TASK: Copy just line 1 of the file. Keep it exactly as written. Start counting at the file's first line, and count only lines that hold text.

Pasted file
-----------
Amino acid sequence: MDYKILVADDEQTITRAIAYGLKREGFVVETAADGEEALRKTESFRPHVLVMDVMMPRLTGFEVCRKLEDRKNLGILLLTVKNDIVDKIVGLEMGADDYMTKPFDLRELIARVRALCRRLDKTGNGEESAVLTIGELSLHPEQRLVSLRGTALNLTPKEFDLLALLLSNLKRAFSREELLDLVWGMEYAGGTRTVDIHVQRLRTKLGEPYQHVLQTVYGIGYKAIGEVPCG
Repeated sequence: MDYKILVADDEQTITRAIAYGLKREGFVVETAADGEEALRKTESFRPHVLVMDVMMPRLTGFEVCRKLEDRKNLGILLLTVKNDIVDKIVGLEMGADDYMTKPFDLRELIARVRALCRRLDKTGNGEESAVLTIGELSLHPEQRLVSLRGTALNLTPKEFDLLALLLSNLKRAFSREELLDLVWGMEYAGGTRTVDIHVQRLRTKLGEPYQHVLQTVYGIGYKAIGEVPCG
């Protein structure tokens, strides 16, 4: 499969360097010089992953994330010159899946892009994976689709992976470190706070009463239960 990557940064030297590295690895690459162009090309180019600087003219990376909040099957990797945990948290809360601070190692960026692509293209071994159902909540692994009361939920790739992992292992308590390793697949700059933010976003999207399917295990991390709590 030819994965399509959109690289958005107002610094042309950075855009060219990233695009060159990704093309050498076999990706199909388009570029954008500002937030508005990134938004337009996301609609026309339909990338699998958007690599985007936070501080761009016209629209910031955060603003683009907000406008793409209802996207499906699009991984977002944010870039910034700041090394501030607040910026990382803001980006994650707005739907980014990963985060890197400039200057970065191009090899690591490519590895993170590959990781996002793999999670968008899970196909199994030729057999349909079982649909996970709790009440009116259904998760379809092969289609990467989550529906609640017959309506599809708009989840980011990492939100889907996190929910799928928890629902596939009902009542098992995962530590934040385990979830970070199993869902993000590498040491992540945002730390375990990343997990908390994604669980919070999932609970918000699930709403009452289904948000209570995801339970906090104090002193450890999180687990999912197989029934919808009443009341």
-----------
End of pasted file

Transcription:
Amino acid sequence: MDYKILVADDEQTITRAIAYGLKREGFVVETAADGEEALRKTESFRPHVLVMDVMMPRLTGFEVCRKLEDRKNLGILLLTVKNDIVDKIVGLEMGADDYMTKPFDLRELIARVRALCRRLDKTGNGEESAVLTIGELSLHPEQRLVSLRGTALNLTPKEFDLLALLLSNLKRAFSREELLDLVWGMEYAGGTRTVDIHVQRLRTKLGEPYQHVLQTVYGIGYKAIGEVPCG